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  • 2015-2019  (2)
  • 1
    Publication Date: 2018-11-20
    Description: Age-related thymic involution is characterized by a decrease in thymic epithelial cell (TEC) number and function parallel to a disruption in their spatial organization, resulting in defective thymocyte development and proliferation as well as peripheral T cell dysfunction. Deficiency of Klotho , an antiaging gene and modifier of fibroblast growth factor signaling, causes premature aging. To investigate the role of Klotho in accelerated age-dependent thymic involution, we conducted a comprehensive analysis of thymopoiesis and peripheral T cell homeostasis using Klotho -deficient ( Kl/Kl ) mice. At 8 wk of age, Kl/Kl mice displayed a severe reduction in the number of thymocytes (10–100-fold reduction), especially CD4 and CD8 double-positive cells, and a reduction of both cortical and medullary TECs. To address a cell-autonomous role for Klotho in TEC biology, we implanted neonatal thymi from Klotho -deficient and -sufficient mice into athymic hosts. Kl/Kl thymus grafts supported thymopoiesis equivalently to Klotho -sufficient thymus transplants, indicating that Klotho is not intrinsically essential for TEC support of thymopoiesis. Moreover, lethally irradiated hosts given Kl/Kl or wild-type bone marrow had normal thymocyte development and comparably reconstituted T cells, indicating that Klotho is not inherently essential for peripheral T cell reconstitution. Because Kl/Kl mice have higher levels of serum phosphorus, calcium, and vitamin D, we evaluated thymus function in Kl/Kl mice fed with a vitamin D–deprived diet. We observed that a vitamin D–deprived diet abrogated thymic involution and T cell lymphopenia in 8-wk-old Kl/Kl mice. Taken together, our data suggest that Klotho deficiency causes thymic involution via systemic effects that include high active vitamin D levels.
    Print ISSN: 0022-1767
    Electronic ISSN: 1550-6606
    Topics: Medicine
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  • 2
    Publication Date: 2018-04-13
    Description: Improved diagnostic and treatment methods are needed for chronic graft-versus-host disease (cGVHD), the leading cause of late nonrelapse mortality (NRM) in long-term survivors of allogenic hematopoietic cell transplantation. Validated biomarkers that facilitate disease diagnosis and classification generally are lacking in cGVHD. Here, we conducted whole serum proteomics analysis of a well-established murine multiorgan system cGVHD model. We discovered 4 upregulated proteins during cGVHD that are targetable by genetic ablation or blocking antibodies, including the RAS and JUN kinase activator, CRKL, and CXCL7, CCL8, and CCL9 chemokines. Donor T cells lacking CRK/CRKL prevented the generation of cGVHD, germinal center reactions, and macrophage infiltration seen with wild-type T cells. Whereas antibody blockade of CCL8 or CXCL7 was ineffective in treating cGVHD, CCL9 blockade reversed cGVHD clinical manifestations, histopathological changes, and immunopathological hallmarks. Mechanistically, elevated CCL9 expression was present predominantly in vascular smooth muscle cells and uniquely seen in cGVHD mice. Plasma concentrations of CCL15, the human homolog of mouse CCL9, were elevated in a previously published cohort of 211 cGVHD patients compared with controls and associated with NRM. In a cohort of 792 patients, CCL15 measured at day +100 could not predict cGVHD occurring within the next 3 months with clinically relevant sensitivity/specificity. Our findings demonstrate for the first time the utility of preclinical proteomics screening to identify potential new targets for cGVHD and specifically CCL15 as a diagnosis marker for cGVHD. These data warrant prospective biomarker validation studies.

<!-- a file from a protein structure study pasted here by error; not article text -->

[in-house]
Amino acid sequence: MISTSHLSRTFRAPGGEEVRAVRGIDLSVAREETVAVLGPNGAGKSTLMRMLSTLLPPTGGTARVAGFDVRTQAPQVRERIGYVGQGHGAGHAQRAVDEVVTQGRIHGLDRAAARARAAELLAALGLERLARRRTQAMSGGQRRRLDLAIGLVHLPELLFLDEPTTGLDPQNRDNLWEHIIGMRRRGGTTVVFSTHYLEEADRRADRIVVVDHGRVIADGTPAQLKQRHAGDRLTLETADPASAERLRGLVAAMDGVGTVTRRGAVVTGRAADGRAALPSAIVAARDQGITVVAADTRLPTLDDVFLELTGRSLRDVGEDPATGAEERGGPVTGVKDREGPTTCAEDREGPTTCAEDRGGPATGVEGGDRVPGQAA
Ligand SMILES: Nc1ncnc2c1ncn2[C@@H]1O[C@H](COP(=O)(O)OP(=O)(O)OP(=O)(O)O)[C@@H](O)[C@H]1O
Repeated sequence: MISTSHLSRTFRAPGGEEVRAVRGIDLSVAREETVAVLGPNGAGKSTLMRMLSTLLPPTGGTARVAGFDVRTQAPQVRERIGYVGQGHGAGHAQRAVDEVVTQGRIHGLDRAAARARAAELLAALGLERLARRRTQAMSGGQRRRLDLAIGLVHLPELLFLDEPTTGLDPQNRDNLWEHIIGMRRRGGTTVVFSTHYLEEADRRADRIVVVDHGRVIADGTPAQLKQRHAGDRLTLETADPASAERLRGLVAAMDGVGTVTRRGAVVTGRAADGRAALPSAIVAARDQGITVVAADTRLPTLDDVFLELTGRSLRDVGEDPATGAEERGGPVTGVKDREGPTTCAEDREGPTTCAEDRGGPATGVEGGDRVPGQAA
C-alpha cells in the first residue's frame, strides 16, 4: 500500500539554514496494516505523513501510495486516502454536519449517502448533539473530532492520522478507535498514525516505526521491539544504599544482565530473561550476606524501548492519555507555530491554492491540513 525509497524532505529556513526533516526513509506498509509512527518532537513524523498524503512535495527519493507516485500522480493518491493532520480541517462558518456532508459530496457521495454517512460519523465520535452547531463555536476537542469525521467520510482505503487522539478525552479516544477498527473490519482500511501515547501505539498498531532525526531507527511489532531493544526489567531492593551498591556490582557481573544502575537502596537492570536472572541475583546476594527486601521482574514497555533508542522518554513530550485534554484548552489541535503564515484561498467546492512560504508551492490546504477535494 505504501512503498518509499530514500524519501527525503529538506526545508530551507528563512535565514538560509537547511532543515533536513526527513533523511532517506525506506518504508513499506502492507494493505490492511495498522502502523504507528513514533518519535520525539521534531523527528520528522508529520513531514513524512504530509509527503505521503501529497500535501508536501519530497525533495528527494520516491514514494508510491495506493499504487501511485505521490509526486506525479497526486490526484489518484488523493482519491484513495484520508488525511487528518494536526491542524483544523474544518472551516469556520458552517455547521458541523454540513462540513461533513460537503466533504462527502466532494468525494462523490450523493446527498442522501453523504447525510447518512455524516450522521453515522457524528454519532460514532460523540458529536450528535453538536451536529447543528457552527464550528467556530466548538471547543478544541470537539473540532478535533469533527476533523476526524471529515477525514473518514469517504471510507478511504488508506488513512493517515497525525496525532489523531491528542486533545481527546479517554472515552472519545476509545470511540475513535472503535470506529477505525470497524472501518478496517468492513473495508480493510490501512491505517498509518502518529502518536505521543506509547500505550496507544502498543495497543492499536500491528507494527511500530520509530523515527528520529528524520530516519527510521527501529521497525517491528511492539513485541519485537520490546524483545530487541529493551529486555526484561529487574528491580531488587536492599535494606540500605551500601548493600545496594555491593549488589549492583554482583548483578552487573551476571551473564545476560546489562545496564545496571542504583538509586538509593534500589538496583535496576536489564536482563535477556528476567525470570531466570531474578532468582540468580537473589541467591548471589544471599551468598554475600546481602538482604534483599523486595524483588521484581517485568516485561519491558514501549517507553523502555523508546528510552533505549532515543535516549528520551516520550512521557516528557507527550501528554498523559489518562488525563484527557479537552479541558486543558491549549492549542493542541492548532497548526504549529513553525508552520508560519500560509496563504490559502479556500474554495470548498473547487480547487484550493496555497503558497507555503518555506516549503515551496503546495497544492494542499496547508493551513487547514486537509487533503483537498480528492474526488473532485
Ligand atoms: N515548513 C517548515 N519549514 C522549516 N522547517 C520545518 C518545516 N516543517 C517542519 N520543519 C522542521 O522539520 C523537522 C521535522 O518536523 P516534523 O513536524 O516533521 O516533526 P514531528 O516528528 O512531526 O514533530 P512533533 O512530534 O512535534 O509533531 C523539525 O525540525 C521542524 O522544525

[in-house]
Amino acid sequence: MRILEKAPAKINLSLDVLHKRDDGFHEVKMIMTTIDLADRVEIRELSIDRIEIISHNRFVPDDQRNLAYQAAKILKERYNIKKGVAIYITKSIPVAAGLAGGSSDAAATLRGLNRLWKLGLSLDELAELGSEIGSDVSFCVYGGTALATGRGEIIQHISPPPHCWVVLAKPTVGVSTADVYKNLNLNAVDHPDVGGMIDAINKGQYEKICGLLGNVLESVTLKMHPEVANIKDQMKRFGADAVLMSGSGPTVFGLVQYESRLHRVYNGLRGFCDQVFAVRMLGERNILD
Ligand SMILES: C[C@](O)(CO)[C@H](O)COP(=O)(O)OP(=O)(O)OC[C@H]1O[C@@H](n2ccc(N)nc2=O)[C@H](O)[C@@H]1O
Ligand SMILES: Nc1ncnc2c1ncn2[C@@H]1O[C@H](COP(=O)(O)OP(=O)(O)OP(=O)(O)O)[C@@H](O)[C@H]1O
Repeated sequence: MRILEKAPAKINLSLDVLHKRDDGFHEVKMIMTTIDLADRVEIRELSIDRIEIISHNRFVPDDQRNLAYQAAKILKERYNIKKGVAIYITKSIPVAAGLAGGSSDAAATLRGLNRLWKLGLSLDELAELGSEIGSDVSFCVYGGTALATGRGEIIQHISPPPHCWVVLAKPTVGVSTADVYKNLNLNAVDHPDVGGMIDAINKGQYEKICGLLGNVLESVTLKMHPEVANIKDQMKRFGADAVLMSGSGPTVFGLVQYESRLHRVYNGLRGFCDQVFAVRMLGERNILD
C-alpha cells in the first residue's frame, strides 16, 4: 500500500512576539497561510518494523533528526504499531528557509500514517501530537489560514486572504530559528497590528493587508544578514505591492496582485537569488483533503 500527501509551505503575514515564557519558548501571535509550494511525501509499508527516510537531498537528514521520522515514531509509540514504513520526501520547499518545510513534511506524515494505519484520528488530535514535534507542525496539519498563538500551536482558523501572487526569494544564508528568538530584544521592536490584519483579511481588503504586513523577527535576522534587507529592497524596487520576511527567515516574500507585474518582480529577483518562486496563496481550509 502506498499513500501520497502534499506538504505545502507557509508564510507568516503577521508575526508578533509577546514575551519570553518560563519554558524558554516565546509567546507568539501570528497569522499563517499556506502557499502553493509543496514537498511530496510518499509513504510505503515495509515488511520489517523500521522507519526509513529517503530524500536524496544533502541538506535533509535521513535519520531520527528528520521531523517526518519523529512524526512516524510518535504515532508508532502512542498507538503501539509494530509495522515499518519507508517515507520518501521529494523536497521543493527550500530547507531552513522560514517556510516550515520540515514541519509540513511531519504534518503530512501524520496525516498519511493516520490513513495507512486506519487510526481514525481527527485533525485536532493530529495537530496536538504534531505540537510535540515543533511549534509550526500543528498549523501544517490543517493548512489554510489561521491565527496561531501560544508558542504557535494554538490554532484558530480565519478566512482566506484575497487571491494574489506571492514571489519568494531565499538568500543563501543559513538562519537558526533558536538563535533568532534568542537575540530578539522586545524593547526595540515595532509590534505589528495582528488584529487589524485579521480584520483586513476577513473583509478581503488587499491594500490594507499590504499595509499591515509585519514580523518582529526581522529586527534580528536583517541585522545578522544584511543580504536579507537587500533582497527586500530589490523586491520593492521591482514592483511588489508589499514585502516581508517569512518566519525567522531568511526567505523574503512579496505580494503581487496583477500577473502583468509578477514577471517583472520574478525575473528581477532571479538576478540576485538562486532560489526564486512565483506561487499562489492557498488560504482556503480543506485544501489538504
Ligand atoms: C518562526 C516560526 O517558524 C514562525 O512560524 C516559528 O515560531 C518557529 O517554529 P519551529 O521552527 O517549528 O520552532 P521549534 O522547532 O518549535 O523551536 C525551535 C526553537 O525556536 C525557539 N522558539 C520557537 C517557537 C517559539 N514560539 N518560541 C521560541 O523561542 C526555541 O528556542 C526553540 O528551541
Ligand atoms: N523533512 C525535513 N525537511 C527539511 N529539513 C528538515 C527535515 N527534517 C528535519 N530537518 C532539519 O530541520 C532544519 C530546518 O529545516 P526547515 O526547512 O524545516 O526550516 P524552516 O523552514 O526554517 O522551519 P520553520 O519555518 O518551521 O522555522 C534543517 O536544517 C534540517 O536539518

Keywords: Transplantation
    Print ISSN: 0006-4971
    Electronic ISSN: 1528-0020
    Topics: Biology , Medicine
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